By Diane Cooke
No-one would argue that Tesla is at the forefront of the electric car market. But one offputting feature is the price.
This issue has been somewhat addressed by the more affordable Tesla Model 3 - the vehicle that's supposed to bring Tesla to the masses and spell the beginning of the end for fuel-powered cars.
Over half a million Tesla enthusiasts put down a £1,000/$1,000 deposit to reserve a Model 3 in the first week since pre-orders began in 2016.
Due to this huge demand and backlog of orders, drivers have been warned that they may have to wait before they receive their new car.
The long range Model 3 with autonomous technologies has a starting price of $49,000.
From December 2017-Feb 2018 the cheaper, standard $35,000 Model 3 will begin to ship.
Later this year the Dual-Motor All Wheel Drive Model 3 will begin to be shipped.
"This is a seminal moment for EVs," said Jeremy Acevedo, an analyst with the automotive Web site Edmunds.com.
If even half of the people who put down a deposit on the Model 3 actually buy one, then this car alone will give a huge boost to EV sales, he pointed out.
There were 78,000 electric cars sold in the U.S. last year, over half of which were Tesla Model S sedans and Model X SUVs. The Model 3, just by itself, could double or even triple electric vehicle sales in the U.S. if Tesla can ramp up production.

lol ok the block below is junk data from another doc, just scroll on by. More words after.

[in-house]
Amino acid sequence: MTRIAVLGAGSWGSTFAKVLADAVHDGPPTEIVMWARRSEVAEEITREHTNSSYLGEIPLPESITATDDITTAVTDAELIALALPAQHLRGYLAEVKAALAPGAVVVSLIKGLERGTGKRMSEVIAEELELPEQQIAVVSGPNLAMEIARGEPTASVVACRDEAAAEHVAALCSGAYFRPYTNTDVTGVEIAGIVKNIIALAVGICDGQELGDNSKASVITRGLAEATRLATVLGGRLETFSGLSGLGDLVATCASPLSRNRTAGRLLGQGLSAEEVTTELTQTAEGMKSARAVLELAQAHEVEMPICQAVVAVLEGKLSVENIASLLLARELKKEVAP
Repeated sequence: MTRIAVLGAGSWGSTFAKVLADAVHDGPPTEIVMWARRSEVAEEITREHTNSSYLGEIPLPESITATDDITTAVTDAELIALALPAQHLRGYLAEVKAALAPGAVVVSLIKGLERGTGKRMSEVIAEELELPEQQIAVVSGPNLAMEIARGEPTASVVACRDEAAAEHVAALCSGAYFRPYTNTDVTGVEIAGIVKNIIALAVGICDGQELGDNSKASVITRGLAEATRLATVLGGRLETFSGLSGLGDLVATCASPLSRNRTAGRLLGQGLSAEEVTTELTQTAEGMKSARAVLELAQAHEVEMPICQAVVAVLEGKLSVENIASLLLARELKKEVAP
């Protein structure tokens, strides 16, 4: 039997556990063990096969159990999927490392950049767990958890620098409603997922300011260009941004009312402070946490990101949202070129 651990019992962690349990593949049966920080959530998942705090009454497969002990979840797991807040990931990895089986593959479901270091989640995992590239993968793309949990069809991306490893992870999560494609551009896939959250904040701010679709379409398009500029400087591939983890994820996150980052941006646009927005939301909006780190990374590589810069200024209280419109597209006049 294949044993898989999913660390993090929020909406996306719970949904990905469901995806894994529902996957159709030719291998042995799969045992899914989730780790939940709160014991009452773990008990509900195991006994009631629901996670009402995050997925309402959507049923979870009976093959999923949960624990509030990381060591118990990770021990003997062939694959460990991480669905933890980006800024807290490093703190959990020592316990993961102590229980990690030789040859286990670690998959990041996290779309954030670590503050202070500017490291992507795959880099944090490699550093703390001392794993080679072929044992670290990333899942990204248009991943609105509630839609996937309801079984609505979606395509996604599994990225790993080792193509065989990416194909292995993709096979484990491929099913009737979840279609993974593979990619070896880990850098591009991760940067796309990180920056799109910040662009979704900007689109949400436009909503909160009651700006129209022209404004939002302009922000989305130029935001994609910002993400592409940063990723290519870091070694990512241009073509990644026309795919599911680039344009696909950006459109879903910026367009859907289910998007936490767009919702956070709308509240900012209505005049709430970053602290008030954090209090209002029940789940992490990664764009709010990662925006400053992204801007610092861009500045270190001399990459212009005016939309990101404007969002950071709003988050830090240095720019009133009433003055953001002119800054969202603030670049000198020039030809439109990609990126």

Getting more electric cars on the road should help with the broader acceptance of the technology, he said. That should be good, not just for Tesla, but General Motors, Nissan and other automakers who sell electric cars, reports CNN.
However, Business Insider reports that Tesla is behind on production. The company said it would produce 1,500 Model 3s in September, but has produced fewer than 300 since launching the car in July.
This means the half-million preorders for the Model 3 could go unfulfilled for several years, putting many $1,000 refundable deposits for each new car in doubt. That threat is real, but the markets are unconcerned. Tesla stock was still up 65% in 2017, and the brand has lost none of its captivating aura.
However, Tesla did produce 800 Model 3s in the last seven working days of 2017. That was a 36x increase from the average weekly production rate of 22 cars.